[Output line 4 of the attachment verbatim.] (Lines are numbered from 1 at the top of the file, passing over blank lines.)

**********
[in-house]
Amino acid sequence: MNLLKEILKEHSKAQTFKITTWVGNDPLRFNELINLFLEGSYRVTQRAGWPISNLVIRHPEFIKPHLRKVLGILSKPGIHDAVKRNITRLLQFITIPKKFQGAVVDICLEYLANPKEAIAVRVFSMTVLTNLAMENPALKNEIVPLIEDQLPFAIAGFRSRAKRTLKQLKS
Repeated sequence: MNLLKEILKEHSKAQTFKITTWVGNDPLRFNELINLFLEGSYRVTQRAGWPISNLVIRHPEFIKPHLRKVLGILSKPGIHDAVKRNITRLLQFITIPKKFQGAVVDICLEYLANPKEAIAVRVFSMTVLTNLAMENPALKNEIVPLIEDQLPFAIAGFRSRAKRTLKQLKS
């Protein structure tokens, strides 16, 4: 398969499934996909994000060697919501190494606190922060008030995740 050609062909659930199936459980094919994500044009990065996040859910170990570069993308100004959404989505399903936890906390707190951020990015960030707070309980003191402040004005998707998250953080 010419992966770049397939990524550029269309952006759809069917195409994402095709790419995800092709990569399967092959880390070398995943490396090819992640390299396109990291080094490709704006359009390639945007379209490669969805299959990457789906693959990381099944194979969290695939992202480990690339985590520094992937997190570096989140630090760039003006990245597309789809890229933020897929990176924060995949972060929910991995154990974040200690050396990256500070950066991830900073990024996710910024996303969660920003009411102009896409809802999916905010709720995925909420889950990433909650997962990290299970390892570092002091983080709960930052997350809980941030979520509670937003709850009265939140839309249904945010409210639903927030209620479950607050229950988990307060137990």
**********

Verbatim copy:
């Protein structure tokens, strides 16, 4: 398969499934996909994000060697919501190494606190922060008030995740 050609062909659930199936459980094919994500044009990065996040859910170990570069993308100004959404989505399903936890906390707190951020990015960030707070309980003191402040004005998707998250953080 010419992966770049397939990524550029269309952006759809069917195409994402095709790419995800092709990569399967092959880390070398995943490396090819992640390299396109990291080094490709704006359009390639945007379209490669969805299959990457789906693959990381099944194979969290695939992202480990690339985590520094992937997190570096989140630090760039003006990245597309789809890229933020897929990176924060995949972060929910991995154990974040200690050396990256500070950066991830900073990024996710910024996303969660920003009411102009896409809802999916905010709720995925909420889950990433909650997962990290299970390892570092002091983080709960930052997350809980941030979520509670937003709850009265939140839309249904945010409210639903927030209620479950607050229950988990307060137990």